3) Compile a new kernel. Here is a good guide:
http://www.kroah.com/lkn/

a) First, start with the generic kernel, and build from there. Run 'make mrproper', copy in the '.config' from the generic kernel, and then run 'make menuconfig' (or whichever one you prefer).

b) Search for the words 'not', 'found', 'no', and 'error' in 'dmesg', and take appropriate action ... removing what fails anyway.

c) disable 'pcspkr', unless you like annoying beeps every time you make an error. (disable raid/md if you don't use it)

d) make floppy a module rather than built-in (on some machines, this is the only way it will work)

e) Under 'Block layer -> IO Schedulers' read the help on all of them and see which one you think is best. IMO, the best are CFQ for desktop, and deadline for database/server.

f) Under 'Processor type and features':
i. Make sure to select your processor in 'Processor family',
ii. Enable/disable SMP (Symmetric multi-processing) if you have or don't have it
iii. Disable 'Generic x86 support' unless you're making your own distro
iv. Put max # CPUs (for multi-core)
v. Enable/disable hyperthreading for P4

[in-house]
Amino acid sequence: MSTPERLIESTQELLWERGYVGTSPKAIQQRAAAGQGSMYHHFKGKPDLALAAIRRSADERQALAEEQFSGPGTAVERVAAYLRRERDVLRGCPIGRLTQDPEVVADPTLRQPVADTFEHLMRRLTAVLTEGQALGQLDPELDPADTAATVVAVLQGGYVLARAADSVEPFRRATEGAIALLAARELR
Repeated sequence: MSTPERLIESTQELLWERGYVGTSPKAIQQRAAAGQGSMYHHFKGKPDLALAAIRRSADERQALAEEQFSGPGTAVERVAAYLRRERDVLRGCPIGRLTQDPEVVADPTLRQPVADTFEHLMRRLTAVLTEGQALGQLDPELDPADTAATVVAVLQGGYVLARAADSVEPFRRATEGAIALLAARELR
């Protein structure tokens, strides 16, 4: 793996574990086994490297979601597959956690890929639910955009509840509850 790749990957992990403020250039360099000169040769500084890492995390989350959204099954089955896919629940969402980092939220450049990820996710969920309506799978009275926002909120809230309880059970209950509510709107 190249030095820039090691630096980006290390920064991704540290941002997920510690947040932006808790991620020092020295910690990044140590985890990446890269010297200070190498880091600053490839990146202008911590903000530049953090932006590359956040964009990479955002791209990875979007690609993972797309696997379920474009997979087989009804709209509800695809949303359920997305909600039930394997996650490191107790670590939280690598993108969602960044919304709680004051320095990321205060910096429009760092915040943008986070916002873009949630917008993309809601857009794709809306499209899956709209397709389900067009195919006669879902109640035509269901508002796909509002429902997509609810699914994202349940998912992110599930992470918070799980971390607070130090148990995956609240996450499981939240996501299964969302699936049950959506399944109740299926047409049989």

vi. Enable/disable multi-core and/or SMT scheduler suppport
vii. Disable local apic
iix. Read and choose 'Preemption Model' (Voluntary is good for desktop)
ix. Enable/disable high memory support: if you have near 1GB RAM, enable it
x. Set timer frequency acordingly (1000 Hz for desktop)
xi. Maybe try enabling '64-bit memory and IO resources' if you have 64-bit processor
xii. Turn off 'Compat VDSO support' (glibc-2.3.3 or later)

g) Don't forget to fully enable your filesystem

Also note the new experimental kernel feature that can help in trimming down the kernel:
http://www.linuxquestions.org/questi...localmodconfig
you still have to know what you are doing tho.
 
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Old 03-05-2010, 11:23 AM   #7
catkin
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I've speeded up time-to-login by backgrounding a non-essential item in rc.local and am planning to do more
Code:
#@ Deferred startups (so as not to delay logon)
(
        echo 'rc.local: backgrounded delayed starts initiated'
        sleep 5; /usr/sbin/hddtemp -d -l 127.0.0.1 /dev/sda
)&
 
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Old 03-05-2010, 11:41 AM   #8
gnashley
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I've been testing the use of 'dash' as the shell for the main init scripts. All else being equal, boot-time dropped from 17-18 seconds to 6-7 seconds. I really wanted to use dash for all or most of the init scripts, but many require major bash features and trying to maintain a full set of them altered to use dash is a chore. But just by fixing the ones included in sysvinit-scripts gave an astounding improvement.
 
Old 03-05-2010, 11:47 AM   #9
sahko